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The Rise of the Data-Driven Enterprise


May 21, 2021

Data is everywhere. You can find it in every industry and every organization, at every scale. Already, the amount of data generated by modern businesses is scarcely conceivable. And that amount will only grow to increasingly monumental proportions in the near future.

  • Every day, the world produces 5 exabytes of data. That’s equivalent to 2.5 quintillion bytes, or 2.5 billion gigabytes.
  • By 2025, we will be producing data at a rate of 463 exabytes per day. To put that into perspective: in 2009, the world’s entire digital storage capacity was ‘just’ 487 exabytes. By tomorrow’s standards, we’d fill that volume in under two days.

That data is becoming increasingly valuable, especially from a business perspective. After all, data can tell us a lot about a company’s processes and activities. It tells you whether you’re moving in the right direction, reveals which areas can be improved, and guides how you might go about implementing those improvements. Standing on the shores of this ocean of information, looking toward the future, it becomes impossible to ignore its potential.

While only 3 of the 10 most valuable enterprises were actively taking a data-driven approach in 2008, that number has risen to 7 out of 10 today. From Apple to Microsoft, from Facebook to Amazon—they all rely on data to drive their key decision-making processes.

But that doesn’t mean you have to be a major multinational to embrace the data-driven enterprise. Any company can take this step and use data to generate value for their customers, their employees, and their own business. Embracing a data-driven approach enables fact-based decision-making, which has the power to help any department within your organization achieve better business outcomes.

But what does it mean to be a data-driven enterprise? Why should you integrate data utilization into your core values? And how do you approach the transformation itself? We're here to help. In this article, we’ll explain the benefits of embracing data to improve your value chain and describe the steps you need to take to ensure a successful transition.

OVER 30%

Annual growth experienced by data-driven organizations.

What is a data-driven enterprise?

A data-driven enterprise is an organization that has integrated data analysis into the core of its business processes. It uses the insights it derives from this data to transform its business processes.

Key characteristics of data-driven enterprises include a focus on automation, continual improvement and optimization, the ability to anticipate internal and external changes, an adaptive mindset, and, most of all, a culture that fully embraces data and its potential.

In organizations that do not take a data-driven approach, data is often siloed within different departments and isolated in various aspects of the value chain. Because data is clustered in separate locations, its ability to contribute to continuous optimization is limited. Data does not come together and is often disorganized, which makes it difficult if not impossible for the various departments within the organization to derive benefits from the organization’s data as a whole.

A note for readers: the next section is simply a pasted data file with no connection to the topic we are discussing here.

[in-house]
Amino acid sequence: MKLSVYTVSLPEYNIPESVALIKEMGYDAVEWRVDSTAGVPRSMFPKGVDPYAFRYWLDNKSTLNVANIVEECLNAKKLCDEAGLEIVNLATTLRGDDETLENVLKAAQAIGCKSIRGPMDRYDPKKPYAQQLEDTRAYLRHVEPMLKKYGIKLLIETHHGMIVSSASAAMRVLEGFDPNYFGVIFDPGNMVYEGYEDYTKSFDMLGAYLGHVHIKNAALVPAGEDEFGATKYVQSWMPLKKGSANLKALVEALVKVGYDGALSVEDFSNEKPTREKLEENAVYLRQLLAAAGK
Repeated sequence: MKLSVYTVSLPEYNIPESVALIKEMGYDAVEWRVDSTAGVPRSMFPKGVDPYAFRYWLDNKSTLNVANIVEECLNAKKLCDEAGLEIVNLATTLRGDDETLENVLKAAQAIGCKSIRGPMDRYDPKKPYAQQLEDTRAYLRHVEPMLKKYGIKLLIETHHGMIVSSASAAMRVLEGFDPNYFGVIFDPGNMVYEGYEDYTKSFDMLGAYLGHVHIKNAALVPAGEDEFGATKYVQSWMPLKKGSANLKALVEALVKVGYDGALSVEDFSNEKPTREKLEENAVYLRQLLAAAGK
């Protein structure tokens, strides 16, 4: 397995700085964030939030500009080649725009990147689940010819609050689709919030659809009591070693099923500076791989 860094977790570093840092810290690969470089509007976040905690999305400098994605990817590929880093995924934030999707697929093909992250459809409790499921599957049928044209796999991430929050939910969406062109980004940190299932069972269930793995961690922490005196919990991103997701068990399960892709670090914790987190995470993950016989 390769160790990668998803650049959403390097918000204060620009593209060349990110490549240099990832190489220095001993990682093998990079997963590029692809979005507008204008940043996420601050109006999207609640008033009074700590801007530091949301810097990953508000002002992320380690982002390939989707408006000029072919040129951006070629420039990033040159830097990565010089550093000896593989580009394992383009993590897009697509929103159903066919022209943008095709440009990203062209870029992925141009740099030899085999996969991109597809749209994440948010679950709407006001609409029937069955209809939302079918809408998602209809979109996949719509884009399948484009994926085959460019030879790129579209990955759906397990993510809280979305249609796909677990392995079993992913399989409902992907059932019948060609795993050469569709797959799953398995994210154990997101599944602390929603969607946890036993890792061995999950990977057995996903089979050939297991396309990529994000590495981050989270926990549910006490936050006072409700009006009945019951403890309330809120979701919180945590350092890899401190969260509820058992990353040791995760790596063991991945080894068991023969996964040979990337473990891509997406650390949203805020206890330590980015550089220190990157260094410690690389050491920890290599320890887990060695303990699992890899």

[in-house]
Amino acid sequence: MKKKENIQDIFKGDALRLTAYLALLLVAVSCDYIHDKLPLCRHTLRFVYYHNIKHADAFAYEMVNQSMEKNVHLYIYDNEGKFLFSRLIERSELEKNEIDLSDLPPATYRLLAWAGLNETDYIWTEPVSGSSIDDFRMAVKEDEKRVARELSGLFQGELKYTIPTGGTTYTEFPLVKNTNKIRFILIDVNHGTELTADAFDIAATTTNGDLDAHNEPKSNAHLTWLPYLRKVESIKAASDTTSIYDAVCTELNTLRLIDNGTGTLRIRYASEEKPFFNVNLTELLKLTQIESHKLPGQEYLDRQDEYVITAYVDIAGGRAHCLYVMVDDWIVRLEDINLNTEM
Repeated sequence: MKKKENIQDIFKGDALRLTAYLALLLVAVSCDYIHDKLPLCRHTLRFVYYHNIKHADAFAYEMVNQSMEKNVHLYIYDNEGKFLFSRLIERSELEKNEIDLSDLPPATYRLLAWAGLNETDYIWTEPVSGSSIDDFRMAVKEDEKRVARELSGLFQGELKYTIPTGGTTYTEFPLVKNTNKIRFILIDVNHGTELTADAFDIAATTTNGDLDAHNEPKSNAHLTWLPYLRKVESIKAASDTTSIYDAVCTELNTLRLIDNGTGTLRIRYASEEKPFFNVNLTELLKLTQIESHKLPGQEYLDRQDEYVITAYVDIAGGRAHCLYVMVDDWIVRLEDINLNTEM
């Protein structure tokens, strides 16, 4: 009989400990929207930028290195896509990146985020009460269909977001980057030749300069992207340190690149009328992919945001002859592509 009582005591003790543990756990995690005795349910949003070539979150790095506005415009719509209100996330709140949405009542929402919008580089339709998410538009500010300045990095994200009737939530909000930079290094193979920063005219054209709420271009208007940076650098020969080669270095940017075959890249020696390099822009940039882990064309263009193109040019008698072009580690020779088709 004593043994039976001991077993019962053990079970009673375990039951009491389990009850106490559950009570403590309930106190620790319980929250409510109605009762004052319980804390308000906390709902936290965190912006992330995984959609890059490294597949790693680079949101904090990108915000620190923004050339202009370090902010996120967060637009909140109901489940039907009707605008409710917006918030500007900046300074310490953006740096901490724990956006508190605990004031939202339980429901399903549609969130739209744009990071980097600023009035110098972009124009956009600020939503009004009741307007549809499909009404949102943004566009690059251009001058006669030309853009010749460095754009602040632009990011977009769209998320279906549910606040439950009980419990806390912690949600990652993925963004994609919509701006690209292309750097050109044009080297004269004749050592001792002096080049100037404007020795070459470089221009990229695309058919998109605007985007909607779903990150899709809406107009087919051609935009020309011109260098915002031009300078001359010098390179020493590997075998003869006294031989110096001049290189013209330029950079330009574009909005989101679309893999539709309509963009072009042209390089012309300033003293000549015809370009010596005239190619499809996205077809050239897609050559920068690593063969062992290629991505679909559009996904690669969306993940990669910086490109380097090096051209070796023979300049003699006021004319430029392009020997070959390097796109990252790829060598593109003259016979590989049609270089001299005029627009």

By contrast, a data-drive enterprise is capable of unifying the data it generates into a comprehensive model, which then serves as the basis for analysis and optimization.

Contrary to what many people assume, this isn’t only a matter of IT. It’s not the exclusive domain of specialists who are well-accustomed to working with numbers. Nor is the data encapsulated in a single department like HR or Finance, without being accessible to the rest of the organization.

Instead, every employee within the organization plays an active role in enabling the data-driven enterprise, supporting it, and driving it forward. Everybody is involved, both in the utilization of the data and in realizing its underlying potential.

This isn’t to say that the transformation necessarily needs to play out on a massive scale. Your organization doesn’t need to take a ‘Big Bang’ approach to change. Rather, it’s a matter of taking a holistic approach, establishing a vision your talent can understand immediately that provides the bedrock you need to roll out data-centric work methods throughout your entire value chain.

How a chemical company revolutionized its business processes by embracing data

More often than not, the solution to improving your business processes is already within reach in the data you have at your disposal today. The most common obstacles businesses encounter are that their employees either lack the skills to glean insights from the data at hand or that doing so is not common practice.

We encountered an excellent example of just how much impact a data-driven approach can have on business processes while working with one of our clients in the chemical industry. Our client had asked us to map out a process and determine what was necessary to prevent failures of essential machinery. Part of this challenge was that their engineers needed to keep track of a wide range of different variables, which was an exceptionally time-consuming task.

Our measurements revealed that the variables they spent the most time tracking had no impact whatsoever on equipment failure. Going by their professional intuition, their engineers assumed that these variables were critical to continuity. But if they’d had access to the right data, they would have been able to save themselves countless hours of unnecessary work.

This example demonstrates how even minor data-driven insights can generate substantial improvements in the way your business operates, leading to significant savings in terms of both costs and time. It also illustrates that intuition still tends to prevail over facts in professional environments, especially when those facts are not easily accessible. A survey conducted among 9,000 professionals worldwide shows that this is not a rare occurrence.

  • Over 48 percent of employees indicate they tend to follow their gut instinct rather than relying on data-driven insights.
  • Only 37 percent of employees have greater confidence in decisions when they are based on data.